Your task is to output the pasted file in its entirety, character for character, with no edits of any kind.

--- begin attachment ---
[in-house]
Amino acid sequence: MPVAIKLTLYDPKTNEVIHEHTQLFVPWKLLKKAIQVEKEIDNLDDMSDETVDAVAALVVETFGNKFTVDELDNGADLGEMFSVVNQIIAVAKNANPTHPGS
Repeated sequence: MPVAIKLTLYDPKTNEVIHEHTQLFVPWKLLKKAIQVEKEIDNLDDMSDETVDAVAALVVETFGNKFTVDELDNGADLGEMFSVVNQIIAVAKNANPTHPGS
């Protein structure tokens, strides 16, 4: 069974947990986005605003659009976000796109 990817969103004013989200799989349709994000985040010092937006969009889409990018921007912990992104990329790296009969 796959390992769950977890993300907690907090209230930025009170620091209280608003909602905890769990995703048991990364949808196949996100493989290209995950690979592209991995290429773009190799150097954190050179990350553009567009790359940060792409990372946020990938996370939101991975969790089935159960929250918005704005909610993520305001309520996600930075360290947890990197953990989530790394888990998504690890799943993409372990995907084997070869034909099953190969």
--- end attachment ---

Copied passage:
[in-house]
Amino acid sequence: MPVAIKLTLYDPKTNEVIHEHTQLFVPWKLLKKAIQVEKEIDNLDDMSDETVDAVAALVVETFGNKFTVDELDNGADLGEMFSVVNQIIAVAKNANPTHPGS
Repeated sequence: MPVAIKLTLYDPKTNEVIHEHTQLFVPWKLLKKAIQVEKEIDNLDDMSDETVDAVAALVVETFGNKFTVDELDNGADLGEMFSVVNQIIAVAKNANPTHPGS
């Protein structure tokens, strides 16, 4: 069974947990986005605003659009976000796109 990817969103004013989200799989349709994000985040010092937006969009889409990018921007912990992104990329790296009969 796959390992769950977890993300907690907090209230930025009170620091209280608003909602905890769990995703048991990364949808196949996100493989290209995950690979592209991995290429773009190799150097954190050179990350553009567009790359940060792409990372946020990938996370939101991975969790089935159960929250918005704005909610993520305001309520996600930075360290947890990197953990989530790394888990998504690890799943993409372990995907084997070869034909099953190969």